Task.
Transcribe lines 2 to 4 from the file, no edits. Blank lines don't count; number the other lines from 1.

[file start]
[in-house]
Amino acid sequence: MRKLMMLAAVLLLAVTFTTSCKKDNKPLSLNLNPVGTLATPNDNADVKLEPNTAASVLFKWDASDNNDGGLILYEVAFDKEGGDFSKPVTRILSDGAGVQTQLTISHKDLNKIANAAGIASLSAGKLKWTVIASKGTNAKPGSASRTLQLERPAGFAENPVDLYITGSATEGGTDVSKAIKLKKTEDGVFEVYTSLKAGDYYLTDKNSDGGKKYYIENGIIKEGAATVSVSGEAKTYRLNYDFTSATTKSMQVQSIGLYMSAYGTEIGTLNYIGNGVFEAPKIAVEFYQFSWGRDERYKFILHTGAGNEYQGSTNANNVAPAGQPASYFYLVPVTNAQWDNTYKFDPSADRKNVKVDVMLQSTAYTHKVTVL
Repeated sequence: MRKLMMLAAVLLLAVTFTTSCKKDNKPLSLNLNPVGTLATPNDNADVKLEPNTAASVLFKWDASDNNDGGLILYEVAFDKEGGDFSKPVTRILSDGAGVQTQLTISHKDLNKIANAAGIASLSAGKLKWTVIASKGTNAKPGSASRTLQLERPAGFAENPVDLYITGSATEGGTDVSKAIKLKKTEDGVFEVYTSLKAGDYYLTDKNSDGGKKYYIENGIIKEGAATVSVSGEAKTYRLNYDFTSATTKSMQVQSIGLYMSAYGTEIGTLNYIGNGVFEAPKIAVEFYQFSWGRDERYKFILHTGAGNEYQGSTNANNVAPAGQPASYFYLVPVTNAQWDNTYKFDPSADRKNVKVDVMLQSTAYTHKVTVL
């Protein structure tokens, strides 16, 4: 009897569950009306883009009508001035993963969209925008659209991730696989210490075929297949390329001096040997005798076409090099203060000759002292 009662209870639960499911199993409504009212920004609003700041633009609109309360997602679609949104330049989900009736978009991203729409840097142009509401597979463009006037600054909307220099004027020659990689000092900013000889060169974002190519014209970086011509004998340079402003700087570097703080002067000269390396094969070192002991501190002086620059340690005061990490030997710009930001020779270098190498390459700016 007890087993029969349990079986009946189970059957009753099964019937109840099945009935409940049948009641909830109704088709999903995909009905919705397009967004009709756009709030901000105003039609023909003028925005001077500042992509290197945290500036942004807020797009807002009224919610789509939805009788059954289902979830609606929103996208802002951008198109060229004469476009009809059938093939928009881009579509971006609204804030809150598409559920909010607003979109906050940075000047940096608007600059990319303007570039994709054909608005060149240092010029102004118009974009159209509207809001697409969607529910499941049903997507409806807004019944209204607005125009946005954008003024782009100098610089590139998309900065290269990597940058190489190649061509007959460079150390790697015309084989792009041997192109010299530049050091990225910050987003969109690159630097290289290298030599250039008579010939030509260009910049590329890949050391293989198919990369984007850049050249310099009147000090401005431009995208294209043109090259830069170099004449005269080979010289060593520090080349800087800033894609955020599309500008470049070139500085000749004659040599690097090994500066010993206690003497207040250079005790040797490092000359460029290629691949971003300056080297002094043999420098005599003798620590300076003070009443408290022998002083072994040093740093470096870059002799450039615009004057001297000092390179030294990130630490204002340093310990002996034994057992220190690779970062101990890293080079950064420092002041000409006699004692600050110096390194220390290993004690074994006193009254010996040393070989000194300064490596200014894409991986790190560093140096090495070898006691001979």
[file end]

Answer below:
Amino acid sequence: MRKLMMLAAVLLLAVTFTTSCKKDNKPLSLNLNPVGTLATPNDNADVKLEPNTAASVLFKWDASDNNDGGLILYEVAFDKEGGDFSKPVTRILSDGAGVQTQLTISHKDLNKIANAAGIASLSAGKLKWTVIASKGTNAKPGSASRTLQLERPAGFAENPVDLYITGSATEGGTDVSKAIKLKKTEDGVFEVYTSLKAGDYYLTDKNSDGGKKYYIENGIIKEGAATVSVSGEAKTYRLNYDFTSATTKSMQVQSIGLYMSAYGTEIGTLNYIGNGVFEAPKIAVEFYQFSWGRDERYKFILHTGAGNEYQGSTNANNVAPAGQPASYFYLVPVTNAQWDNTYKFDPSADRKNVKVDVMLQSTAYTHKVTVL
Repeated sequence: MRKLMMLAAVLLLAVTFTTSCKKDNKPLSLNLNPVGTLATPNDNADVKLEPNTAASVLFKWDASDNNDGGLILYEVAFDKEGGDFSKPVTRILSDGAGVQTQLTISHKDLNKIANAAGIASLSAGKLKWTVIASKGTNAKPGSASRTLQLERPAGFAENPVDLYITGSATEGGTDVSKAIKLKKTEDGVFEVYTSLKAGDYYLTDKNSDGGKKYYIENGIIKEGAATVSVSGEAKTYRLNYDFTSATTKSMQVQSIGLYMSAYGTEIGTLNYIGNGVFEAPKIAVEFYQFSWGRDERYKFILHTGAGNEYQGSTNANNVAPAGQPASYFYLVPVTNAQWDNTYKFDPSADRKNVKVDVMLQSTAYTHKVTVL
């Protein structure tokens, strides 16, 4: 009897569950009306883009009508001035993963969209925008659209991730696989210490075929297949390329001096040997005798076409090099203060000759002292 009662209870639960499911199993409504009212920004609003700041633009609109309360997602679609949104330049989900009736978009991203729409840097142009509401597979463009006037600054909307220099004027020659990689000092900013000889060169974002190519014209970086011509004998340079402003700087570097703080002067000269390396094969070192002991501190002086620059340690005061990490030997710009930001020779270098190498390459700016 007890087993029969349990079986009946189970059957009753099964019937109840099945009935409940049948009641909830109704088709999903995909009905919705397009967004009709756009709030901000105003039609023909003028925005001077500042992509290197945290500036942004807020797009807002009224919610789509939805009788059954289902979830609606929103996208802002951008198109060229004469476009009809059938093939928009881009579509971006609204804030809150598409559920909010607003979109906050940075000047940096608007600059990319303007570039994709054909608005060149240092010029102004118009974009159209509207809001697409969607529910499941049903997507409806807004019944209204607005125009946005954008003024782009100098610089590139998309900065290269990597940058190489190649061509007959460079150390790697015309084989792009041997192109010299530049050091990225910050987003969109690159630097290289290298030599250039008579010939030509260009910049590329890949050391293989198919990369984007850049050249310099009147000090401005431009995208294209043109090259830069170099004449005269080979010289060593520090080349800087800033894609955020599309500008470049070139500085000749004659040599690097090994500066010993206690003497207040250079005790040797490092000359460029290629691949971003300056080297002094043999420098005599003798620590300076003070009443408290022998002083072994040093740093470096870059002799450039615009004057001297000092390179030294990130630490204002340093310990002996034994057992220190690779970062101990890293080079950064420092002041000409006699004692600050110096390194220390290993004690074994006193009254010996040393070989000194300064490596200014894409991986790190560093140096090495070898006691001979």